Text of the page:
Grosvenor’s playing is thoughtful and fresh, with flecks of rubato, quizzical pauses and tumbling, fast-fingered runs. They help to bring spontaneity to concertos that, despite their beauties, need assistance to fully come alive. He is especially winning in spinning the lightly melancholic reverie of the first concerto’s larghetto.”
- The Times
“In this new album, the young virtuoso brings shimmering playing and a touch of wizardry … He has cited magicians of the keyboard like Vladimir Horowitz, Alfred Cortot and Shura Cherkassky as pianists that he likes to listen to, and he dispenses a touch of their wizardry himself. Each of those titans brought particular spontaneity to the music of Chopin, and Grosvenor follows in their footsteps. These recordings of the two piano concertos, made in Glasgow with the Royal Scottish National Orchestra under conductor Elim Chan, are lit up by the flashes of enchantment that we have come to expect from him. The outline of the performances is firm, purposeful, quite swift. Within this, though, Grosvenor creates space for the kind of shimmering, pearly playing at which he excels, opening a window each time on Chopin’s poetry. The slow movements are especially fine. From the glinting chords that drop like ice crystals near the end of the First Concerto’s Romance, the movement closes in a wonderfully rapt and concentrated atmosphere. The Second Concerto’s Larghetto feels no less elevated in its closing pages. Recordings of the Chopin concertos are a crowded field, even among pianists of Benjamin’s generation, but he has staked out his claim with a pair of performances true to his own brand of artistry.”
- The Financial Times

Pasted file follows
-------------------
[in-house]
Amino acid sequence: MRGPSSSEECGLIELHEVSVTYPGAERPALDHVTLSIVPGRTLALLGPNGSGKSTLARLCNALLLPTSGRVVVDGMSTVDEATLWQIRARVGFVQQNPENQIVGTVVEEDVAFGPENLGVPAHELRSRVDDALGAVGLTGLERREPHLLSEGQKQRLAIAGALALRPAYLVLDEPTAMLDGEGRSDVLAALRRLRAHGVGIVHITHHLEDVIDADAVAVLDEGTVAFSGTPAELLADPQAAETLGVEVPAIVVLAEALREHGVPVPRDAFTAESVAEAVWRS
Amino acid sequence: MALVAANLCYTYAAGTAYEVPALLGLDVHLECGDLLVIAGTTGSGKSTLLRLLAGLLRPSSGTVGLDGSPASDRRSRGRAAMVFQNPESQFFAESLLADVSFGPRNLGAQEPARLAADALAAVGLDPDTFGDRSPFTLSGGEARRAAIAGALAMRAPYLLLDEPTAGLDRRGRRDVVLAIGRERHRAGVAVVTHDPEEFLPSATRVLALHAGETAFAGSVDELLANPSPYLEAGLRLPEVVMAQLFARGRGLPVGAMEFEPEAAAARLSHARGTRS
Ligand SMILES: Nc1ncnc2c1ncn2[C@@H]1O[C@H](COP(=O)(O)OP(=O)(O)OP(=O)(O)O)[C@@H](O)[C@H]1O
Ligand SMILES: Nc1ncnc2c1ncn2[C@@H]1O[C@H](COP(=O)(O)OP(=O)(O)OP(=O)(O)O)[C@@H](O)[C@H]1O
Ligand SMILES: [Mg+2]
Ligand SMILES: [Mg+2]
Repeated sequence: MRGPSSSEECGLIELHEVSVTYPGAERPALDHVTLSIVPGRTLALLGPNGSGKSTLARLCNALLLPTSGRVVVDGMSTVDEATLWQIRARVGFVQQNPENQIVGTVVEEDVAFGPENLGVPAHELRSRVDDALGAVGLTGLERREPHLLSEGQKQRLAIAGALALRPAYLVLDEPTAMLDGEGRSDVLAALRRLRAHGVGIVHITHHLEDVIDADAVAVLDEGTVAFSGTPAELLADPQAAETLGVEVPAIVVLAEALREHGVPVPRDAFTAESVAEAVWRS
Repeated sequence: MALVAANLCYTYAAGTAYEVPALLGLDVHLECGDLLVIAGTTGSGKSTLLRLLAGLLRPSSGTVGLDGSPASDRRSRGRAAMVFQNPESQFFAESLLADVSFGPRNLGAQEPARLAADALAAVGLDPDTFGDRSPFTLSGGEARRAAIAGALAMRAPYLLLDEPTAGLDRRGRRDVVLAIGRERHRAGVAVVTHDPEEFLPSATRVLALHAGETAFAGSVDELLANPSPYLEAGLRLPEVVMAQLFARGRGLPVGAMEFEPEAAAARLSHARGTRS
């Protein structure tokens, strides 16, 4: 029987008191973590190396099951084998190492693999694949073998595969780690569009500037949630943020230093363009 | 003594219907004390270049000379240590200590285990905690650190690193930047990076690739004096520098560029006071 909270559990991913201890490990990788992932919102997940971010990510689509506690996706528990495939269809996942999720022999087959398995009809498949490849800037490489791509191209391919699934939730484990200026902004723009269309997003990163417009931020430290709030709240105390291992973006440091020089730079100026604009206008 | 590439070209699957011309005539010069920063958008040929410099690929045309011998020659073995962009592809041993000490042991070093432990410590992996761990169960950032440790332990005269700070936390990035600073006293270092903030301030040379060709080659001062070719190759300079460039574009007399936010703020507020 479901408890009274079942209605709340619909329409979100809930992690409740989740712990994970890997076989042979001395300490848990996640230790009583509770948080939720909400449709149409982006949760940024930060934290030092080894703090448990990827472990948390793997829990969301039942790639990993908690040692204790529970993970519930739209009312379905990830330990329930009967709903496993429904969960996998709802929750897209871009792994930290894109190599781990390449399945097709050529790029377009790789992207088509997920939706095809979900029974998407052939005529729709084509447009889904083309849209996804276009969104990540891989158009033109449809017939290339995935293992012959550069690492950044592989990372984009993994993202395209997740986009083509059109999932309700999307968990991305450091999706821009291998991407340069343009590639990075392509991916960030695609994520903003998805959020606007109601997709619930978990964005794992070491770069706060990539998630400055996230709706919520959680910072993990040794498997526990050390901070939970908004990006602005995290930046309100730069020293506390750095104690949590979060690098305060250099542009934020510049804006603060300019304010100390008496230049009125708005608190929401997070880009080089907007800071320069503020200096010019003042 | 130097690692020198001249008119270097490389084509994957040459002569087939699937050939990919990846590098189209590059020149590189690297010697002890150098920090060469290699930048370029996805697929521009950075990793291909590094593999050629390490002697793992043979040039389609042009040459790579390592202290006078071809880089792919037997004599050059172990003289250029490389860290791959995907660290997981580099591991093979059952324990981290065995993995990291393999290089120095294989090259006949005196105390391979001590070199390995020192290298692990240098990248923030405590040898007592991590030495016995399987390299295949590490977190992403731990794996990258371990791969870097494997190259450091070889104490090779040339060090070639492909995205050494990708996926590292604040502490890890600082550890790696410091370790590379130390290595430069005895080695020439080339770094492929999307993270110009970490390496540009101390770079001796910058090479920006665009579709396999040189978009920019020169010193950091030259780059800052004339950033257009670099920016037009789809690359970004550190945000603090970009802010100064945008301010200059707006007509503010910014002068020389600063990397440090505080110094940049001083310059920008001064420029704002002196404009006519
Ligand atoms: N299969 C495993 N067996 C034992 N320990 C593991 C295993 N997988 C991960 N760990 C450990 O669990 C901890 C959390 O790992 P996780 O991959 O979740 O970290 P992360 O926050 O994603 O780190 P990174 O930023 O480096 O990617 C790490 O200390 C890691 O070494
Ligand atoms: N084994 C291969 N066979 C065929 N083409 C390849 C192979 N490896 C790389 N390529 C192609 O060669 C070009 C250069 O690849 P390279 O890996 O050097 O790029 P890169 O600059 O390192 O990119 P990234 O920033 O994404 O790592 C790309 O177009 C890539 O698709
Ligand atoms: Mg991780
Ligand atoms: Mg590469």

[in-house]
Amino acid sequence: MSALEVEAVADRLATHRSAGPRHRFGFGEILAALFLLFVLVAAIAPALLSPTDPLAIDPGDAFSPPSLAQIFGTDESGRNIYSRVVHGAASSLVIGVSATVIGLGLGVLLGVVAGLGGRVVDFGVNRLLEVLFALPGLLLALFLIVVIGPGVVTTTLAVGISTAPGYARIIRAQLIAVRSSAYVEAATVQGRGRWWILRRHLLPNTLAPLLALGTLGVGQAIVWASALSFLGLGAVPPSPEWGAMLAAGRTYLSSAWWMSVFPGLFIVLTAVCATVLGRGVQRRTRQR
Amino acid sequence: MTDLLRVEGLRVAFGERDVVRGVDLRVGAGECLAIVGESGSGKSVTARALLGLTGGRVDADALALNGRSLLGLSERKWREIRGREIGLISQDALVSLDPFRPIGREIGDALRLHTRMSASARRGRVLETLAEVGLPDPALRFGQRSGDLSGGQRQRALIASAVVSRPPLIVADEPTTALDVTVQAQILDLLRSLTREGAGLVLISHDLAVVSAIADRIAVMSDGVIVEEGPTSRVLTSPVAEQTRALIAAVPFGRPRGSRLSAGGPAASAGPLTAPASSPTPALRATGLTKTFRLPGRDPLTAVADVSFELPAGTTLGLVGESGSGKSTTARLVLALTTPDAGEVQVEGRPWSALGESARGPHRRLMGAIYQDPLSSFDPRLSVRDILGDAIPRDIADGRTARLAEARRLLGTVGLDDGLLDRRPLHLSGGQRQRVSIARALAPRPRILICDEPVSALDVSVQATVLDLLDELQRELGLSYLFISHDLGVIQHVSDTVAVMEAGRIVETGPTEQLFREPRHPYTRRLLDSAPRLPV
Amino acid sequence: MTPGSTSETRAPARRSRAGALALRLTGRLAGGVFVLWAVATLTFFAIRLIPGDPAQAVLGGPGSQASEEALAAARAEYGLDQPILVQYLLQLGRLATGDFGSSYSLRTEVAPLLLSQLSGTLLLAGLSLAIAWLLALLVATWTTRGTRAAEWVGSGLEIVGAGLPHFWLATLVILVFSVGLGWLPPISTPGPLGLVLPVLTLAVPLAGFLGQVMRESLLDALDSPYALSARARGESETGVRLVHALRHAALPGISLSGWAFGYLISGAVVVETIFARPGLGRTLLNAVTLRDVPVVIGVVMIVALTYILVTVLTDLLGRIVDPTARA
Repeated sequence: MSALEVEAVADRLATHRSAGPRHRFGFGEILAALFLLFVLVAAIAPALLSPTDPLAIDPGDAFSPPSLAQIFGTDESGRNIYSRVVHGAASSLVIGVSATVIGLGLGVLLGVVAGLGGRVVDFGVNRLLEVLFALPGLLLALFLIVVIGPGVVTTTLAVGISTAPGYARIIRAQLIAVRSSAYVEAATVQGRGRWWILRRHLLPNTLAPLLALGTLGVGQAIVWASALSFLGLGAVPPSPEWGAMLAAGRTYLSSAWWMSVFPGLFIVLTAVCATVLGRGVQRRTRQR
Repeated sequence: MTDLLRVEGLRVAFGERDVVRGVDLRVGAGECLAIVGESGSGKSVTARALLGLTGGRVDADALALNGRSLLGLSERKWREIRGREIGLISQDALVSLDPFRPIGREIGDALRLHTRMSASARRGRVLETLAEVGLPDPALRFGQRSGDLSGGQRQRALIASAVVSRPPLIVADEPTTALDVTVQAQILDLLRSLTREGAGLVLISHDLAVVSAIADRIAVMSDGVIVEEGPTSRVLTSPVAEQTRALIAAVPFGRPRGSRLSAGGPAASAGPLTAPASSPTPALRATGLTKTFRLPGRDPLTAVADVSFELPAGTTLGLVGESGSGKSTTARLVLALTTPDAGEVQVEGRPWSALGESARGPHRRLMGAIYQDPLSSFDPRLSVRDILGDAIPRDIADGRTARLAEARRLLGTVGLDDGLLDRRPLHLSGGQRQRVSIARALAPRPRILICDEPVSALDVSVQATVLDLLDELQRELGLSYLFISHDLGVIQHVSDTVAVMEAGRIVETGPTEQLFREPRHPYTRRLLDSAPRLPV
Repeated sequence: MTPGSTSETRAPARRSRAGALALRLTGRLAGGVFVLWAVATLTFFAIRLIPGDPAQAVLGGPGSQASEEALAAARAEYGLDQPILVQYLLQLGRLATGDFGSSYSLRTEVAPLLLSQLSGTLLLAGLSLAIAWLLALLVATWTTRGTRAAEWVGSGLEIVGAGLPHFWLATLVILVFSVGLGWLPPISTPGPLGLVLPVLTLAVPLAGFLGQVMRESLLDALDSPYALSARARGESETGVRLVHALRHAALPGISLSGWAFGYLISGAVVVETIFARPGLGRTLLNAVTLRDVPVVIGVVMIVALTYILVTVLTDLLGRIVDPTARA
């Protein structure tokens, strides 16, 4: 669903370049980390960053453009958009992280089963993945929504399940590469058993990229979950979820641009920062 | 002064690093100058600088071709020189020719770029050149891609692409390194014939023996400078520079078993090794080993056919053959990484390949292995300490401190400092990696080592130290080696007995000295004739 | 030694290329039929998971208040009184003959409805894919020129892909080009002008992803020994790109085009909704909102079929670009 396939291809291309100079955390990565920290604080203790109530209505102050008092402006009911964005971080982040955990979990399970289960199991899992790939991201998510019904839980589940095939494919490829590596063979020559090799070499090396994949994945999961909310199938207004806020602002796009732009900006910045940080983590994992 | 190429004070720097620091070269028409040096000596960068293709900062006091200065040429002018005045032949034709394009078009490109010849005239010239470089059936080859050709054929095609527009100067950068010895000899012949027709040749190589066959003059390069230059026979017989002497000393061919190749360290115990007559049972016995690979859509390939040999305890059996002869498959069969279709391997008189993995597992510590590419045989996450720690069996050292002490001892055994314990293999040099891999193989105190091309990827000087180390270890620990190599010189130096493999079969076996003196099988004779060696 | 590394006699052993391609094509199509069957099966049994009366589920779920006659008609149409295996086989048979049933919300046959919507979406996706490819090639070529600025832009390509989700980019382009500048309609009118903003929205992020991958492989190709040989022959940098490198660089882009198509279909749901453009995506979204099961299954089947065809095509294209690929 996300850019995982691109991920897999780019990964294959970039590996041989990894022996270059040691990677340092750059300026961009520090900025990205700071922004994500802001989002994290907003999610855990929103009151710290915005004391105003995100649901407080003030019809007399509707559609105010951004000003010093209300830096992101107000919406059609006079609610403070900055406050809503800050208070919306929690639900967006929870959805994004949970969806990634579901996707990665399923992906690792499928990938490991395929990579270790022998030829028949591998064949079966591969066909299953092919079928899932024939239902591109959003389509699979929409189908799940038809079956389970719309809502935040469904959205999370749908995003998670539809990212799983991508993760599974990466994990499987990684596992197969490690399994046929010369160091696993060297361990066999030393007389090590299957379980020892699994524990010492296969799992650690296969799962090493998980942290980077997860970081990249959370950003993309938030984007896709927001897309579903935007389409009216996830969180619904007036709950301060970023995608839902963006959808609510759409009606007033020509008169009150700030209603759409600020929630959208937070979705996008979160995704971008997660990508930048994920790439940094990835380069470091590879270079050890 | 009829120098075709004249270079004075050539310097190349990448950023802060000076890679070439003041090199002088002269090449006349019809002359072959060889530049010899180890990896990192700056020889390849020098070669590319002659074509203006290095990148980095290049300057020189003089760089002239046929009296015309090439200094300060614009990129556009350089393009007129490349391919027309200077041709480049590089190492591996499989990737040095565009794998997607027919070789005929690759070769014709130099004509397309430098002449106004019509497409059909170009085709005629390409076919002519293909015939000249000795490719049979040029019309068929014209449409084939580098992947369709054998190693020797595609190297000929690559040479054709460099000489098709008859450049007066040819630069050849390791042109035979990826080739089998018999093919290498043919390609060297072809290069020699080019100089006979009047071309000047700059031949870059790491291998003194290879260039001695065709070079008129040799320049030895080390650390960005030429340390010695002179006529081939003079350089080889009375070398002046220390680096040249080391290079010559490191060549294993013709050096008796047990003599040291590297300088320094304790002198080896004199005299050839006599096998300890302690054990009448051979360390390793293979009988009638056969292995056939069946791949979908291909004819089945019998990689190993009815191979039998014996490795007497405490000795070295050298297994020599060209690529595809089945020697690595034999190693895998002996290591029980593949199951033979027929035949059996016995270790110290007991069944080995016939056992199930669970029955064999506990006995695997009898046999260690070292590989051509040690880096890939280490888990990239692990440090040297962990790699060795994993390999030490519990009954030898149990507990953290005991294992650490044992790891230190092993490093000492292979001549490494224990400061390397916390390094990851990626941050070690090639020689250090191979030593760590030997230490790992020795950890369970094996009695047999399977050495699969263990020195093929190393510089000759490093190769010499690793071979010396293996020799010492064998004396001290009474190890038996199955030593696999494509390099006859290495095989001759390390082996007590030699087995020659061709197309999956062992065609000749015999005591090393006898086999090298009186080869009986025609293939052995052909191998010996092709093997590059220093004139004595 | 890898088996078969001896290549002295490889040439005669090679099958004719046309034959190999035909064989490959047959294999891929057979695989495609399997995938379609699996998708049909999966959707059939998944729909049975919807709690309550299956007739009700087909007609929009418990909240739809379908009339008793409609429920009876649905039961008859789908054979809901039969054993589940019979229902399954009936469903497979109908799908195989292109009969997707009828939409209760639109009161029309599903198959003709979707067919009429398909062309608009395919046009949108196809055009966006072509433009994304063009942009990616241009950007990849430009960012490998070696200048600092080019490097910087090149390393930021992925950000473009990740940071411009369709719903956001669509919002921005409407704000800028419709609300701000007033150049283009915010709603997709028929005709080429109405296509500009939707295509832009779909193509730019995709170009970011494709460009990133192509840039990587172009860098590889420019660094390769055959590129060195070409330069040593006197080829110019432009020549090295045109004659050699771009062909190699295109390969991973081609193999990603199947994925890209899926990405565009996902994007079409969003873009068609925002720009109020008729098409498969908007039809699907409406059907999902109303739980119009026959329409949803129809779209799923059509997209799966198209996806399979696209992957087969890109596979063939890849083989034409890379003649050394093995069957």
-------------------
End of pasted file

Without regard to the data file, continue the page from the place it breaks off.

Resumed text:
"Grosvenor’s instinct for the pacing and phrasing of Chopin’s melodic lines, and his way with the decorations and tempo fluctuations is impressive in its naturalness. The unforced manor in which he lifts the music from the page is sympathetically matched by [Elim] Chan and the orchestra."
- BBC Radio 3 Record Review
"The E minor Concerto opens in a wash of summery radiance, the strings superheated and heartfelt, from which the woodwind solos emerge soulfully, followed by a first triumphant flourish from Grosvenor, releasing floods of effortless poetic diversion. Beyond that the enchanting timelessness of the Romance, the closing Rondo’s virile playfulness, and the dazzling virtuosity of the F minor Concerto unfold with breathtaking rapture. … [Chan] and Grosvenor play entirely to the music’s natural strengths."
- The Scotsman
“Benjamin Grosvenor’s playing is naturally fluid and very poetic, with wonderful vocal lines, but at the same time also immensely imaginative. Even when the music is more powerful, the sound produced by the young Brit is always delicate and beautiful, sometimes bell-like, which brightly decorates his playing. In general, Grosvenor’s interpretations in both concertos can be described as very luminous. The slow movement in the Second Concerto is filigree and light, with the finest dynamic and colourful nuances, which Elim Chan follows with the greatest attention. The perfectly balanced sound recording contributes much to the good impression of these top-notch interpretations.”
“[Grosvenor] deploys a superb eloquence in the two slow, central movements, the most intimate, in this revealing of the fighting thoughts of nostalgic Chopin. We dream with Grosvenor of the beauty of the soprano Konstance Gladkowska who bewitched [Chopin] and whose image inspires all the Larghetto"
- Classique News
“… Grosvenor plays with clarity of sentiment … Grosvenor is at his strongest in captivating both the warmth and tenderness but also straying into the shadows when called for … The sound of the Royal Scottish National Orchestra is flawless, with a particularly fine wind section … Chan ensures soloist and orchestra are one throughout.”
- The Classic Review